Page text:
DIR in India
The Janta Colony Project, Chandigarh
In a crowded slum where 8996 people live in 2,047 tiny homes, located just outside Chandigarh, capital of the Punjab, DIR has a project being implemented by the residents. This "bustee" is called Janta Colony.
News from Chandigarh, January 2007Kanwaljit Singh & Randeep Arora
[Read previous updates: June 2006, October 2006]
1. Staff Development and Personnel Evaluations:
From this month onwards, we have started monthly personnel appraisals for the Field Staff in order to evaluate and improve their performance. The various criteria used for this are Demeanor, Punctuality, Technical Knowledge; Performance in Field work, Team Work and their Committee Leadership. All these Health Promoters are evaluated in these areas, and their score converted to a 10 point scale. They are then individually interviewed by a Senior Staff member, and are encouraged to express their opinions regarding their performance, their strengths, their shortcomings, and what all they can do in order to improve. They are also asked for their opinions and thoughts about their work and what they think about the project, and what could be done in order to remove any weaknesses or loopholes. We hope this new initiative will go a long way to increase our effectiveness.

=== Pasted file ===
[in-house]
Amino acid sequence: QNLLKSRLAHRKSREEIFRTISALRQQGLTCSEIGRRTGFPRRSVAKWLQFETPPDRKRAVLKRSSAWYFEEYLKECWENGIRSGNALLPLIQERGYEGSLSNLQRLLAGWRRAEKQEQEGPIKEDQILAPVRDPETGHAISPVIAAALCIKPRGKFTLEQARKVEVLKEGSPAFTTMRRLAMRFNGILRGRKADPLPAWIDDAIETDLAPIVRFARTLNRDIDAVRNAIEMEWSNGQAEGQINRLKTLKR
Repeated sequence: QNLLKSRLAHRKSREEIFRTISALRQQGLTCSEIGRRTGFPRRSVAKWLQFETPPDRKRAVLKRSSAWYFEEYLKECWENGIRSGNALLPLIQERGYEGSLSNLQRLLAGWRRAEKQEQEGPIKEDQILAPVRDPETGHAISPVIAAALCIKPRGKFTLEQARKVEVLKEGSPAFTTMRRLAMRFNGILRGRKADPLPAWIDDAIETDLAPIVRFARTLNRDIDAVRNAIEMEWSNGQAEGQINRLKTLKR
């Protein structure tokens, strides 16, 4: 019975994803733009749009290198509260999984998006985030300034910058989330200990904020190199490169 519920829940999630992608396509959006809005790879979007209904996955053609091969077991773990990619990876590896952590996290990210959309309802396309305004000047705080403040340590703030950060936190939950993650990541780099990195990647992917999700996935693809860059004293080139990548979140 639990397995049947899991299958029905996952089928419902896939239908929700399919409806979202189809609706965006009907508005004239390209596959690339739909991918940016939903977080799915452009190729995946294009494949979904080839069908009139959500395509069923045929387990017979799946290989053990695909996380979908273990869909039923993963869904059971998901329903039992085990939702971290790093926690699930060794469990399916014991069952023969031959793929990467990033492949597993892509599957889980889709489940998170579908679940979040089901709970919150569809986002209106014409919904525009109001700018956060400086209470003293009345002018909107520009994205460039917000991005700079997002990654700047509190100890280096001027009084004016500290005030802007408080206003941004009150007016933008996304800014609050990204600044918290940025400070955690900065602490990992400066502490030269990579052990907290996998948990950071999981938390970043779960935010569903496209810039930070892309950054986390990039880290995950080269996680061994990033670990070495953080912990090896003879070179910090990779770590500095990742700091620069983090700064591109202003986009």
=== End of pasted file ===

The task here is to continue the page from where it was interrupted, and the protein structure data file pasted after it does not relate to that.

2. Blood Testing:
Here's good news! All the Health Promoters are in excellent health. This was confirmed by a series of blood tests that they underwent at Post Graduate Institute of Medical Education and Research (PGIMER) Chandigarh. Our Dr. Asha Katoch had paid a visit to Dr. Neelam Marwaha (Prof. and Head, Department of Hematology and Blood Transfusion), to request her help in getting blood grouping tests of Health Promoters done for the I.D. Cards. Dr. Neelam did that and more, all free of charge. As a result, each HP has now his/her Hemoglobin, Blood Grouping, HIV Test, and Hepatitis B test done. They tested normal in all of these reports.
3 St. Stephens School Lends A Helping Hand:
Ms. Manjeet and Ms. Pandey, both from St. Stephens School (A private upper-class school in Sector 45 Chandigarh) visited Janta Colony on 22nd January on invitation of Dr. Asha Katoch. They were moved by the poor living standards in Basti, and were appreciative of the work DIR-I is doing to uplift their situation.